Unconfirmed reports indicate that there is a hostage situation in the hotel.
This situation is not confirmed as over. Do not journey into the centre of Ouagadougou until it is confirmed safe to do so. Shelter in a safe place. Account for all expat and local national personnel.
Expect heavy military presence in the coming days including vehicle checkpoints and increased controls at and near airport and other potential iconic targets. Be prepared for potential disruption to flight schedules. Liaise with embassies for additional information when practical.
The attack on the hotel comes just weeks after warnings of such attacks in the wake of the attack on the Radisson Blu hotel in Bamako, Mali.
The leader of the country’s short-lived coup was in police custody after he handed himself in as authorities ramped up a probe into last month’s putsch.
Sources have reported that General Gilbert Diendere, who had indicated several times that he was willing to face justice following the 17 September coup, was being held at the Paspanga police base, which is located near the centre of the capital. News of his arrest was met with cheers on the streets of Ouagadougou. On Tuesday, the general sought refuge at the residence of the Vatican’s ambassador just before an army raid on the barracks of his elite military regiment. In a statement, the interim government disclosed that “general Diendere and his accomplices will answer for all the offences of which they are accused,” adding that a commission of inquiry was already “hard at work” investigating the coup. A military source has disclosed that military justice will deal with General Diendere. On Wednesday, six officers who took part in the coup were arrested while lieutenant colonel Mamadou Bamba, who had read the coup plotters’ statements on television, handed himself over to police the following day. Interim authorities have accused General Diendere, who has been involved in several negotiations for hostages held by Tuareg groups in the Sahel region, of “mobilizing foreign forces and jihadis groups” in the coup. He has rejected these allegations.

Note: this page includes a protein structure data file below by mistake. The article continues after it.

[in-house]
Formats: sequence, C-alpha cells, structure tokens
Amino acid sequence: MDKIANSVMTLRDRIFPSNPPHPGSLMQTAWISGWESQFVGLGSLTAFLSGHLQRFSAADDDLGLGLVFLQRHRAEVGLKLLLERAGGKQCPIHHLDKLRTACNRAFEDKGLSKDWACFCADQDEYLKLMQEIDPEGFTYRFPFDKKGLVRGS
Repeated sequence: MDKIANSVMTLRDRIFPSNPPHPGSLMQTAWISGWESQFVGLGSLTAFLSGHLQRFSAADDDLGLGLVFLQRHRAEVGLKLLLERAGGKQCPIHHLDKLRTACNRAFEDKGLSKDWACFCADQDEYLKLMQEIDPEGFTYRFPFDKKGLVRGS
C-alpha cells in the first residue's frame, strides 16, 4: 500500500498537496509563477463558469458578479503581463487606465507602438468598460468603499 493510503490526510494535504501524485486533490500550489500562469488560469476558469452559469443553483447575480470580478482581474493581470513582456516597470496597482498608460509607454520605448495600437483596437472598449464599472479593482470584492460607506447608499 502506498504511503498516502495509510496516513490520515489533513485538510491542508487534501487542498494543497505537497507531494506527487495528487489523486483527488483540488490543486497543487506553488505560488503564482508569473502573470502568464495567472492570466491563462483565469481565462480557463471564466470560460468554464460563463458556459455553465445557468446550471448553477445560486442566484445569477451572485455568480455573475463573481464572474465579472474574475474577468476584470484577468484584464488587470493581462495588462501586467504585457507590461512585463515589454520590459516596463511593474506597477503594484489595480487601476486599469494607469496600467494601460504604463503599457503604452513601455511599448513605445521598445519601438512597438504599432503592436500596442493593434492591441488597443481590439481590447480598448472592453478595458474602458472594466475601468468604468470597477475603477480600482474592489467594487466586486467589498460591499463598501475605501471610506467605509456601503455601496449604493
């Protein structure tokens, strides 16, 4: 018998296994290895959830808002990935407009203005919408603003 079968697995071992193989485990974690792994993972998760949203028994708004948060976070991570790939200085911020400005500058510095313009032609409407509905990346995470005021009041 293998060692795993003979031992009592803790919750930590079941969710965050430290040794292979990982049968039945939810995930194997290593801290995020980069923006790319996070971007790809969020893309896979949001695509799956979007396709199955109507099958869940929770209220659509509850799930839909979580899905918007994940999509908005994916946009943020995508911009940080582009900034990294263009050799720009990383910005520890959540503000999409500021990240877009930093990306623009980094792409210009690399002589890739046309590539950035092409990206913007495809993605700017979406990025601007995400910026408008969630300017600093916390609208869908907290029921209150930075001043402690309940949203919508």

Meanwhile on Thursday, the vice president of a Tuareg rebel movement, Mahamadou Djeri Maiga, was briefly arrested at Ouagadougou airport over suspected links to the coup. According to a source, Djeri Maiga, the vice president of the National Movement for the Liberation of Azawad (MNLA), “was arrested over allegations that he provided logistical support to the coup.” He was held Thursday afternoon at Ouagadougou airport as he tried to board a plane to leave the country. He was released after several hours.
According to a senior army source, a majority of troops from the presidential guard (RSP) had joined loyalist units after their regiment was disbanded under the peace agreement and assigned to other unites. A source in the army high command has disclosed that more than 800 men of the RSP’s 1,300-strong force have taken up new postings, adding that the remainder are being sought. The military source indicated that those who have yet to join loyalist forces have until Friday in order to show up at their new postings, adding that if they fail to do so, they “will be considered deserters.”